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CEM 141, notes, week 5

by: Leah DiCiesare

CEM 141, notes, week 5 Cem 141

Leah DiCiesare

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About this Document

These are the notes from week 5, 10/3-10/7, the first week of chapter two. The textbook notes from this week (pg 38-46) are also included in the notes.
General Chemistry
J. Hu
Class Notes
Energy, General Chemistry, light, electromagntic, radiation, photon
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This 6 page Class Notes was uploaded by Leah DiCiesare on Friday October 7, 2016. The Class Notes belongs to Cem 141 at Michigan State University taught by J. Hu in Fall 2016. Since its upload, it has received 8 views. For similar materials see General Chemistry in Chemistry at Michigan State University.


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Date Created: 10/07/16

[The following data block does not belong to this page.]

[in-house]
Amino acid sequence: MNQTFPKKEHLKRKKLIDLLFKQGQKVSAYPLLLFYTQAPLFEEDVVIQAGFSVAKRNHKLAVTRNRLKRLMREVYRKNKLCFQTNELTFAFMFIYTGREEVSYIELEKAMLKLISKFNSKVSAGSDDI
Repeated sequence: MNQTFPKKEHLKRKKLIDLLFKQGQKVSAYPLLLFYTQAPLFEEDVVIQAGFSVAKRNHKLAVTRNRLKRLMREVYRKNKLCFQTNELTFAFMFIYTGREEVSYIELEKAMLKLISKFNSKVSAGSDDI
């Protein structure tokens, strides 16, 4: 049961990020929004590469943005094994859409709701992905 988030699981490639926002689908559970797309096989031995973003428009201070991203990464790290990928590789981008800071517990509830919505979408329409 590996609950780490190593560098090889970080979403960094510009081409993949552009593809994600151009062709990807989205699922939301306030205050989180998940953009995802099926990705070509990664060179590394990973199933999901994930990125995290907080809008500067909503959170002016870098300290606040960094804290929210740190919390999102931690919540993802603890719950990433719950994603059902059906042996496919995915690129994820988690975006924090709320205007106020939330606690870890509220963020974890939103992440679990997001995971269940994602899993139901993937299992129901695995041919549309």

Lecture Notes: 10/3­10/7  Electromagnetic Radiation (EM Radiation) o Ex. Radio waves, microwaves, infrared, visible, ultraviolet, x­rays, Gamma rays o Light can be described as a wave or a particle (wave­particle duality) o EM radiation can be described as a wave compound of oscillating electric and  magnetic fields. The fields oscillate in perpendicular planes. o Wavelength ( λ is the distance between any two identical points in neighboring  waves, measured in meters o Amplitude is the distance from the average value to the maximum value, the  intensity   o Frequency (v) is the number of oscillations from the average value to the made by the wave per second (Hz) 8 o c=λv ­ c=velocity of light in vacuum (3.0*10 m/s) λ  and v have an inverse relationship o Energy ­ increases as frequency increases (and wavelength decreases)  ­ no a typical  wave (for electromagnetic wave) o ROY G. BIV ­ order of visible light in spectrum (Red, Orange, Yellow, Green, Blue,  Indigo, Violet) R ­ lowest frequency and highest wavelength V ­ highest frequency and lowest wavelength o In order to detect something using EM radiation we must use a wavelength smaller  than the objects we are observing  Properties of a wave o Diffraction ­ a wave will pass through a barrier with a slit and be small and then  spread out again o Diffraction pattern ­ through one barrier slit, strongest intensity in middle ­  through two slits interference patterns with intense bright spots and darks spots that  alternate o Interference ­ if two waves meet in the same space in the same phase and they  join it will have doubles amplitude (brighter light) constructive; destructive if waves  are in opposite phase, they cancel each other out; usually somewhere in between  Photoelectric Effect o Many metals emit electrons when electromagnetic radiation (light) shines on the  surface Lecture Notes: 10/3­10/7 o The light is transferring energy to the electrons at the metal surface ­ where it is  transformed into kinetic energy that gives the electrons enough energy to "leave" the  atoms in metal o Need energy high enough to overcome the electrostatic force between electrons  and nucleus o Evidence  When a short wavelength (high energy) light shines on metal surface  electrons are emitted ­ measureable current  If light intensity is increased ­ more electrons are emitted   There is a threshold frequency below which no electrons are emitted  ­ no  matter how bright (intense) the light is   If light were just a wave ­ increasing the intensity should increase the  energy and eject more electrons ­ no threshold in frequency  Only light above a certain threshold frequency (energy) will result in  ejected electrons  Below the threshold increasing the intensity has no effect   Einstein postulated that light must come in as packets (or particle or  quanta) ­ called photons  Paradigm shift ­ fundamental change in the basic concepts and  experimental practices of scientific discipline  EM Radiation is a Particle o Energy is transferred as a particle (photon) that has a definable energy o Planck­Einstein relation: E=hv (h is Planck's constant)  One photon can interact and eject one electron, if it has enough energy. If  the photon does not have enough energy then no electron is ejected o Planck: light must have quantized energy related with frequency and proposed the equation: E=hv (h=6.626*10 Js)  But failed to provide physical explanation o Einstein: photoelectric effect ­ threshold of frequency (energy)  "photon" (particle) ­ Nobel Price 1921 o Increasing intensity = increasing photon number Decreasing frequency = lower energy of each photon o o Decreasing frequency below threshold = energy in photo is too low  Summary of Electromagnetic Radiation o Can be described as either a particle or a wave These are models not reality  o Truly difficult to imagine these ideas ­ how can one phenomenon be two different  things? o Wave­particle duality is important at very small scales  Matter and energy don't behave the same as in our macroscopic world  Absorption and Emission Spectra o Visible Spectrum: light from sun (white light) can be separated by a prism  (Newton did this first) ­ only a very small part of the EM spectra Lecture Notes: 10/3­10/7 o Atomic Emission Spectrum: light from one particular atom does not contain all  the colors of the spectrum ­has only a few wavelengths ­ use hot gas to test o Atomic Absorption Spectrum: light that is absorbed in an atomized sample of gas  (cold); continuous spectrum with dark lines that show which light was absorbed by  the sample o Emission + Absorption Spectra = continuous spectrum; they are complementary o Each element has characteristic wavelengths that it can absorb or emit o Spectra show light only of specific wavelengths/energies ­ the spectrum of  element is the same whether that element is on Earth, in the Sun, of in a galaxy light  years away  Niels Bohr Model o Electrons move in orbits around nucleus o These orbits have definite energies and are at definite distances from the nucleus o So the energies are quantized o Explained emission and absorption spectra by invoking discrete energy levels ­  characterized by quantum numbers (n)  Has to have the exact same energy to change electron orbit levels or emit  electrons o Photons of electromagnetic energy are emitted or absorbed by atoms as electrons  move from one energy level to another o The energy of the photons corresponds to the difference in energy levels of the  electrons o Only works for hydrogen ­ so it is misleading o Introduced quantized energy levels of electrons  Better to use energy diagrams Lecture Notes: 10/3­10/7   o Each  energy  level  has a  quantum number o The higher the number, the higher the energy o Energy levels are not orbits o Electrons transition between energy levels by absorbing or emitting photons Textbook Notes: 2.1­2.4  2.1 Light and Getting Quantum Mechanical o Evidence that light is both a wave and a particle o James Clerk Maxwell (1831­1879) developed the electromagnetic theory of light,  in which visible light and other waves were viewed in terms of perpendicular electric  and magnetic fields o A light wave can be described by defining its frequency (v) and its wavelength  (λ)  λv =c  c=velocity of light o Max Planck (1858­1947), German physicist  An object heated to a particular temperature emits radiation (infrared)  Studied how the color of the light emitted changed as a function of an  object's temperature  Result known as the ultraviolet catastrophe ­ reproducible data that didn't  follow the theory but also the theory could not be modified to accept this data  Matter absorbs and emits energy only in discrete chunks called quanta;  quanta occurred in multiples of E (energy)=hv; h is Planck's constant and v is  frequency of light  2.2 Taking Quanta Seriously o 1905 Einstein used idea of quanta to explain the photoelectric effect which was  described and patented by Nikola Tesla o Photoelectric effect occurs when light shines on a metal plate and electrons are  ejected, creating a current o There is a threshold wavelength (energy) of light that is a characteristic for the  metal used, beyond which no electrons are ejected  Explained by the idea that light comes in particle form known as photons  which also have a wavelength and frequency o Intensity of light is related to the number of photons that pass by per second o Energy per photon is dependent upon its frequency or wavelength c=3.0*108 o o λv=c; higher frequency (v), shorter wavelengλh ( ) and greater energy per photon  Energy is directly related to frequency but inversely related to wavelength  E=hc/λ o Once the wavelength is short enough, or the energy is high enough to eject  electrons, increasing the intensity of the light now increases the number of electrons  ejected  There has to be enough energy to overcome the attraction between the  electro and the nucleus o All matter has a wavelength (a wavelike property)  Louis de Broglie (1892­1987)λ  =h/mv, mv is the momentum  (mass*velocity)  2.3 Exploring Atomic Organization Using Spectroscopy o What makes rainbows possible is the face that sunlight is composed of photons  with an essentially continuous distribution of visible wavelengths Textbook Notes: 2.1­2.4 o When a dense body, like the sun, is heated  it emits light of many wavelengths ­  visible colors; when a sample of an element or mixture is heated it emits light of only  very particular wavelengths o If white light were to pass through a cold gaseous element the same wavelengths  that were emitted (when it was heated) would be absorbed while all the other  wavelengths would pass through o Emission and absorption wavelengths for each element are unique o Making sense of the Spectra  Niels Bohr (1885­1962) proposed a new model for the atom  1st hypothesis: electrons within an atom can only travel along  certain orbits at a fixed distance from the nucleus, each orbit  corresponding to a specific energy  2nd idea: electrons can jump from one orbit to another, but this  requires the absorption or emission of energy, in the form of a photon  Photon has to be exactly the right amount of energy  Lower, more stable orbits are visualized as being closer to the  nucleus while higher, less stable, and more energetic orbits are further  away  When enough energy is supplied all at once an electron is removed completely, leaving a positively­charged ion  Only could predict emission/absorption spectrum for hydrogen  2.4 Beyond Bohr o Louis de Broglie used Planck's relationship between energy and frequency  (E=hv), the relationship between frequency and wavelength λc= v), and Einstein's  relationship between energy and mass (E=mc ) to derive a relationship between mass  and wavelength for any particlλ ( =h/mv)  At atomic scale, wavelengths associated with particles are similar to their  size o Certainty and Uncertainty  Have to use electromagnetic radiation of a wavelength similar to the size  of an electron to see it  When wavelengths of that small interact with an electron it changes the  electron's position and motion  The uncertainty created by trying to measure where something is gets  greater the closer we get to the atomic­molecular scale  Idea by Werner Heisenberg (1901­1976) ­ Heisenberg Uncertainty  Principle  Can estimate uncertainty usinΔ  mv*Δx>h/2 π Δmv=uncertainty  in momentum of particle,Δ x is uncertainty in position